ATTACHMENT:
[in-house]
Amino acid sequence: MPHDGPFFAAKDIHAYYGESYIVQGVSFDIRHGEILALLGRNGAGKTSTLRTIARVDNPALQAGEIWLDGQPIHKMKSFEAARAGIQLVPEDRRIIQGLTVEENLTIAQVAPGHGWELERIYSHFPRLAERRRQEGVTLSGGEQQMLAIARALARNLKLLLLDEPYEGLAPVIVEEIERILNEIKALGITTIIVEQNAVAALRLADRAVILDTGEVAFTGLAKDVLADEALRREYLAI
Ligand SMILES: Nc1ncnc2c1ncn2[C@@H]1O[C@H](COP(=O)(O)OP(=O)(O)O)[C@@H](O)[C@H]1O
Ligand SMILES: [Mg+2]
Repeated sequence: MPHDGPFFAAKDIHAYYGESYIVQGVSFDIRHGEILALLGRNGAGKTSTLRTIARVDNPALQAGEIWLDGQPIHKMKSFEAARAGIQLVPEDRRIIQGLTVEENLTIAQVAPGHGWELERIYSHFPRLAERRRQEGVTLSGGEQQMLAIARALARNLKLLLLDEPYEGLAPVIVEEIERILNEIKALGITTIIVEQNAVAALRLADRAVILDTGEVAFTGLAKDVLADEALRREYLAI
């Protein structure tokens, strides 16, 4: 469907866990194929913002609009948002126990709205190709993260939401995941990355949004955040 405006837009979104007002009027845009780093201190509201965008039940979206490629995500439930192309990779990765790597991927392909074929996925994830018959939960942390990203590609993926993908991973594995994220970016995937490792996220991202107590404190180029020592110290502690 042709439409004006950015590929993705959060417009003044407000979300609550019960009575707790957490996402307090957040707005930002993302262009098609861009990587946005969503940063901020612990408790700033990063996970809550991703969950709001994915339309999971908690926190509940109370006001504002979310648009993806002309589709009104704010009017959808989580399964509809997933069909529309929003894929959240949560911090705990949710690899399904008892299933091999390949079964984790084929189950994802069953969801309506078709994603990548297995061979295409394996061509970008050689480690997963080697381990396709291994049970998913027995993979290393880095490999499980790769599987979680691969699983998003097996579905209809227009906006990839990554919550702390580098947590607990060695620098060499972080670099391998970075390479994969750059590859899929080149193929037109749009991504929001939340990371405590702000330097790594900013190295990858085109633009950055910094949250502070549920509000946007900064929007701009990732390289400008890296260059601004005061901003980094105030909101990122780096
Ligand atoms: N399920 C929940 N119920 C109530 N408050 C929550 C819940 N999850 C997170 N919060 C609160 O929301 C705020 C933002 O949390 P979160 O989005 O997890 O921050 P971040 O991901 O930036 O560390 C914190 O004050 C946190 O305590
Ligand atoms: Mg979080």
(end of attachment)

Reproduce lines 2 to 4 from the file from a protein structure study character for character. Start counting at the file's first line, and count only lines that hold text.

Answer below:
Amino acid sequence: MPHDGPFFAAKDIHAYYGESYIVQGVSFDIRHGEILALLGRNGAGKTSTLRTIARVDNPALQAGEIWLDGQPIHKMKSFEAARAGIQLVPEDRRIIQGLTVEENLTIAQVAPGHGWELERIYSHFPRLAERRRQEGVTLSGGEQQMLAIARALARNLKLLLLDEPYEGLAPVIVEEIERILNEIKALGITTIIVEQNAVAALRLADRAVILDTGEVAFTGLAKDVLADEALRREYLAI
Ligand SMILES: Nc1ncnc2c1ncn2[C@@H]1O[C@H](COP(=O)(O)OP(=O)(O)O)[C@@H](O)[C@H]1O
Ligand SMILES: [Mg+2]